To produce the networks based on different time periods, we relied upon the metadata provided by Oracc. Those texts tagged with names of periods from the 2nd millennium were collated together, and the same for those from the 1st millennium. These corpora became the basis for the diachronic analysis. For the Neo-Assyrian data, we collected the texts tagged as ‘Neo-Assyrian’, and then within this corpus divided the texts according to the metadata tags ‘Assyrian’ and ‘Standard Babylonian’.

Please note that the lexical portal is diachronically flat. Even our larger networks based on the 2nd or 1st Millennia, and the Neo-Assyrian period, will not reflect changes that happened within these time periods. In all instances, and in order to provide as much data as possible, we have relied on the metadata labels provided by Oracc. If you are interested in a particular set of data, we recommend using the Korp interface (Jauhiainen et al 2019) or downloading the full dataset on which these graphs are based and creating more specific networks from that data (Jauhiainen et al 2021).

An­not­ated bib­li­o­graphy

We have used these approaches in several articles. Selected publications are listed below, most with links to full-text articles.

Tero Alstola, Heidi Jauhiainen, Saana Svärd, Aleksi Sahala, and Krister Lindén. 2023. “Digital Approaches to Analyzing and Translating Emotion: What Is Love?” In Karen Sonik and Ulrike Steinert (eds.), The Routledge Handbook of Emotions in the Ancient Near East. London: Routledge, pp. 88-116.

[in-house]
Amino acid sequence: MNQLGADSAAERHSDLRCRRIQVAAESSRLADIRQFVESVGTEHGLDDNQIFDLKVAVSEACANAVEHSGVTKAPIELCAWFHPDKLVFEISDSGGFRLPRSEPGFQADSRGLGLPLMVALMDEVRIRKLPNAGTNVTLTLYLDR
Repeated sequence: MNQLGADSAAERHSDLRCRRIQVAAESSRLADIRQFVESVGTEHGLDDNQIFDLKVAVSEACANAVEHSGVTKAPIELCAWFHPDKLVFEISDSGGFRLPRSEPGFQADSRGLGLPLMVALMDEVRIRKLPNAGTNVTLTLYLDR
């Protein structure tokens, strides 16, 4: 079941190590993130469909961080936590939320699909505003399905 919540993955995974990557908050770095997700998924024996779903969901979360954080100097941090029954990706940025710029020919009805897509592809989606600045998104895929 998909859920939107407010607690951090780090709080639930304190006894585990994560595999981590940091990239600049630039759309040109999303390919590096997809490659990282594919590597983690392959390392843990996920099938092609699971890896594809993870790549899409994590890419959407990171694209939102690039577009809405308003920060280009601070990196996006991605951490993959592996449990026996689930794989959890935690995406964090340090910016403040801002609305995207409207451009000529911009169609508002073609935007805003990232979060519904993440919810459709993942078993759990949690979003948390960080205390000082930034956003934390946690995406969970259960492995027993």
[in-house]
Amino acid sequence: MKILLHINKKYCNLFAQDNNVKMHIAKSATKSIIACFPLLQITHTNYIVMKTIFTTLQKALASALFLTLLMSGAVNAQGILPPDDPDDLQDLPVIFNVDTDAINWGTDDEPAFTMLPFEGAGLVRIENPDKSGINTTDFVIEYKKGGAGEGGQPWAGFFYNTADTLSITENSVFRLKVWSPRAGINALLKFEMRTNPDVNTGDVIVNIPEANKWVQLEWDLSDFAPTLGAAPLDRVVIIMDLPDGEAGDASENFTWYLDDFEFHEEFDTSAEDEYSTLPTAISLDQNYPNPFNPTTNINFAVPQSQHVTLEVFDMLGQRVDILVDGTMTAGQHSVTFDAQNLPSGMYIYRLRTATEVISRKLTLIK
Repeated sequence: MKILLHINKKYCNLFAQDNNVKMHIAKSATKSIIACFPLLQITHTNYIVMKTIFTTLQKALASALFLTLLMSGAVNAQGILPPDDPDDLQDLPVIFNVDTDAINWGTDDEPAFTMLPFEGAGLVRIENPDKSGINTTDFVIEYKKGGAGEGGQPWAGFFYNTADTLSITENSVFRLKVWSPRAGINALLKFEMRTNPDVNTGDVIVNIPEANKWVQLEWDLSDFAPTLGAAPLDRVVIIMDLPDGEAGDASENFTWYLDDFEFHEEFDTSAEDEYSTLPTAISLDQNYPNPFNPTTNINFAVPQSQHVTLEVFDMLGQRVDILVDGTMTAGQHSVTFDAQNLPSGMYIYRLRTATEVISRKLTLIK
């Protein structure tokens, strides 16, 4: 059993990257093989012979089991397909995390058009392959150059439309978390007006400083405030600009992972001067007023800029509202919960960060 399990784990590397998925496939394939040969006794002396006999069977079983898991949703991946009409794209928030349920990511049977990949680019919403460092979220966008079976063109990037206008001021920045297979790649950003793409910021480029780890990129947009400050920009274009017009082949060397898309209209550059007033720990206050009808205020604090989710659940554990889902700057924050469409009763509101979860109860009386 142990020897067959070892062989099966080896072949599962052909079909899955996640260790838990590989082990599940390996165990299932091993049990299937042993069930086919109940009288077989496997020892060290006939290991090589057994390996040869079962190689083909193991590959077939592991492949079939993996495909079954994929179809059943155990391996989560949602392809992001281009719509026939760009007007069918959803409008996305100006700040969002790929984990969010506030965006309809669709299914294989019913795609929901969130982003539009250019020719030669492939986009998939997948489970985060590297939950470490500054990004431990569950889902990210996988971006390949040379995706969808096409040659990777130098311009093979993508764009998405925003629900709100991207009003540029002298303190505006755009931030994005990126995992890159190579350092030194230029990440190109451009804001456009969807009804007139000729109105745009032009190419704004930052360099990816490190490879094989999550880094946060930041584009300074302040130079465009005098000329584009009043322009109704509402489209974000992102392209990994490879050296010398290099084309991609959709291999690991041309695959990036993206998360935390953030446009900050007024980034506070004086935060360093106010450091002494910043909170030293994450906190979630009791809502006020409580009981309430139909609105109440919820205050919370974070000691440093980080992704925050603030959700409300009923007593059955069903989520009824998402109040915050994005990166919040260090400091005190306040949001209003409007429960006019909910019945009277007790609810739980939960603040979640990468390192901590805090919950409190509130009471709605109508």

Saana Svärd, Tero Alstola, Heidi Jauhiainen, Aleksi Sahala, and Krister Lindén. 2021. “Fear in Akkadian Texts: New Digital Perspectives on Lexical Semantics.” In Shih-Wei Hsu and Jaume Llop-Raduà (eds.) The Expression of Emotions in Ancient Egypt and Mesopotamia. Culture and History of the Ancient Near East. Leiden: Brill, pp. 470-502. DOI: https://doi.org/10.1163/9789004430761_019

  • The most recent published article. It contains detailed information on how lexical networks can be created. Freely available behind DOI.

Tero Alstola, Shana Zaia, Aleksi Sahala, Heidi Jauhiainen, Saana Svärd, and Krister Lindén. 2019. “Aššur and his Friends: A Statistical Analysis of Neo-Assyrian Texts.” Journal of Cuneiform Studies  71: 159–80. Downloadable at http://hdl.handle.net/10138/303986.

Saana Svärd, Heidi Jauhiainen, Aleksi Sahala, Krister Lindén 2018 "Semantic Domains in Akkadian Texts". In Vanessa Juloux, Amy Gansell, & Alessandro di Ludovico, (eds.) CyberResearch on the Ancient Near East and Neighboring Regions: Case Studies on Archaeological Data, Objects, Texts, and Digital Archiving. Digital Biblical Studies 2. Brill: Leiden, pp 224-256. DOI: https://doi.org/10.1163/9789004375086_009

  • Proof-of-concept article. The first article where our language technological methods were tested with Akkadian texts. Freely available behind DOI.